Affiliations: Division of Infectious Diseases, The Children's Hospital of Philadelphia, Philadelphia, PA, USA | Department of Pediatrics, University of Pennsylvania Perelman School of Medicine, Philadelphia, PA, USA | Center for Clinical Epidemiology and Biostatistics, University of Pennsylvania Perelman School of Medicine, Philadelphia, PA, USA | Center for Pediatric Clinical Effectiveness, The Children's Hospital of Philadelphia, Philadelphia, PA, USA
Note:  Corresponding author: Dr. Laura Vella, Division of Infectious Diseases, Abramson Research Building, Room 1202, The Children's Hospital of Philadelphia, 34th and Civic Center Blvd, Philadelphia, PA 19104, USA. Tel.: +1 215 590 2017; Fax: +1 215 590 2025; E-mail: vellaL@email.chop.edu
Abstract: The diagnosis and management of infectious diseases in the immunocompromised patient can be challenging, especially when that patient is critically ill. In the diagnostic approach to the immunocompromised patient, clinicians will need to integrate the risks particular to the immunodeficiency with the risks associated with hospital-associated exposures. The potential infectious diagnoses are expanded in the immunocompromised patients, most notably to include diseases due to opportunistic infections, such as fungi, latent viruses, and opportunistic Gram-positive and Gram-negative bacteria. In addition, prior hospital and antibiotic exposure increases the likelihood that these patients will have infections due to resistant organisms. When an infection is diagnosed, the approach to treatment in the immunocompromised patient is also dependent on the degree and type of immunodeficiency, and optimal treatment strategies are often not well studied. This review focuses on general principles that can be used in the diagnosis and management of immunocompromised, critically ill patients with suspected or proven infection and highlights in detail the approach to infections of the blood stream and respiratory tract.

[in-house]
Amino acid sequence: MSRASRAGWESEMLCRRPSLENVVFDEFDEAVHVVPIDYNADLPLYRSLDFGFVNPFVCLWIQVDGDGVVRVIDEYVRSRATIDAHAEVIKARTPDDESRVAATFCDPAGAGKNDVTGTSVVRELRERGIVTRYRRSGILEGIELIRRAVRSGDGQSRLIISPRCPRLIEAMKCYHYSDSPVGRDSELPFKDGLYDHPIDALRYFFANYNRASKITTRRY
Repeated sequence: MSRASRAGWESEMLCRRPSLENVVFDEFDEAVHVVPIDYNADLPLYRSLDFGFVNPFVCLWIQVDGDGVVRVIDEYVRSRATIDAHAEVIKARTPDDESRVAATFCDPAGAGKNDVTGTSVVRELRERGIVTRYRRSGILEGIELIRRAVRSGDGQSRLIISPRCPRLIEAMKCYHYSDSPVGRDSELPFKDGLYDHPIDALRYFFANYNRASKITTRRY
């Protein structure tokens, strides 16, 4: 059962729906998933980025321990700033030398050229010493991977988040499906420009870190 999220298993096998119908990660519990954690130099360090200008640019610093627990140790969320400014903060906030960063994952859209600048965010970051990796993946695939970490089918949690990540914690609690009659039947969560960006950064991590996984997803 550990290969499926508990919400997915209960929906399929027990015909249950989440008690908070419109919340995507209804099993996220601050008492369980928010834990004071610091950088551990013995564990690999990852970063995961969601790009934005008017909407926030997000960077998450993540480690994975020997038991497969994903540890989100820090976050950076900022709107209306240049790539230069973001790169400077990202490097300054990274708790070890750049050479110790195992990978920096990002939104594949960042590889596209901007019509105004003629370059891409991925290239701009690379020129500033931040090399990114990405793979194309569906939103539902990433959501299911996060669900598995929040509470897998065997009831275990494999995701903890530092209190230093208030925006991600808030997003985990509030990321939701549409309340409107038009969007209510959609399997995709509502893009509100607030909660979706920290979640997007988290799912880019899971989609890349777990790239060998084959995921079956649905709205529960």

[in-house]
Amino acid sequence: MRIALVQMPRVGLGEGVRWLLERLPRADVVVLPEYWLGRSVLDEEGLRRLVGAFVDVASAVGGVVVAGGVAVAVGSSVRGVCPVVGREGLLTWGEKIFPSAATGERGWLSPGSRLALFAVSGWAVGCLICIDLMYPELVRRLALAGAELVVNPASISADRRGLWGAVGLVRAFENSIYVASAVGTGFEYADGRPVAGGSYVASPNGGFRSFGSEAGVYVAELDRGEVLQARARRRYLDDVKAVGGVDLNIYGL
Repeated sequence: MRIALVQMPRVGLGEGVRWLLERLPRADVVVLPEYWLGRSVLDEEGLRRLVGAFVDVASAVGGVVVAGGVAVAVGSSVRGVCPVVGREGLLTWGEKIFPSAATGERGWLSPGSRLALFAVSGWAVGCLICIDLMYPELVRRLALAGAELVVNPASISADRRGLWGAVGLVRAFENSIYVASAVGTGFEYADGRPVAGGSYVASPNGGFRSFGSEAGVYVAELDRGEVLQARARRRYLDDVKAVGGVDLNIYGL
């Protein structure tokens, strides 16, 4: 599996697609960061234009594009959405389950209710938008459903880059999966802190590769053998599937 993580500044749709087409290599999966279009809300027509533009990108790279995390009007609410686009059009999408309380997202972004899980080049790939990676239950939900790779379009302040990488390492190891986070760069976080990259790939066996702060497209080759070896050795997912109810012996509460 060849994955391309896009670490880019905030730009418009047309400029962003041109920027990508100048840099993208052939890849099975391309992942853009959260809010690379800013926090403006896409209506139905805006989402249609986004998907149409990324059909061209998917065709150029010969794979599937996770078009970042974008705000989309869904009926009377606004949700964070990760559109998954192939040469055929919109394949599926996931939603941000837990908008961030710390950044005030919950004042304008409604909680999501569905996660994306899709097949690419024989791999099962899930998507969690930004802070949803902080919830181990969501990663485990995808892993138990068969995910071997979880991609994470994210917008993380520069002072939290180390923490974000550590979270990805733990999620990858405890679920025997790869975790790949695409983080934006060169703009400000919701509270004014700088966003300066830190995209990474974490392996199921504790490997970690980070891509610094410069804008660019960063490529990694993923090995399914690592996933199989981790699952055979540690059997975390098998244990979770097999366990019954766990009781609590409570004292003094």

Keywords: Immunocompromised, infections, pediatric intensive care unit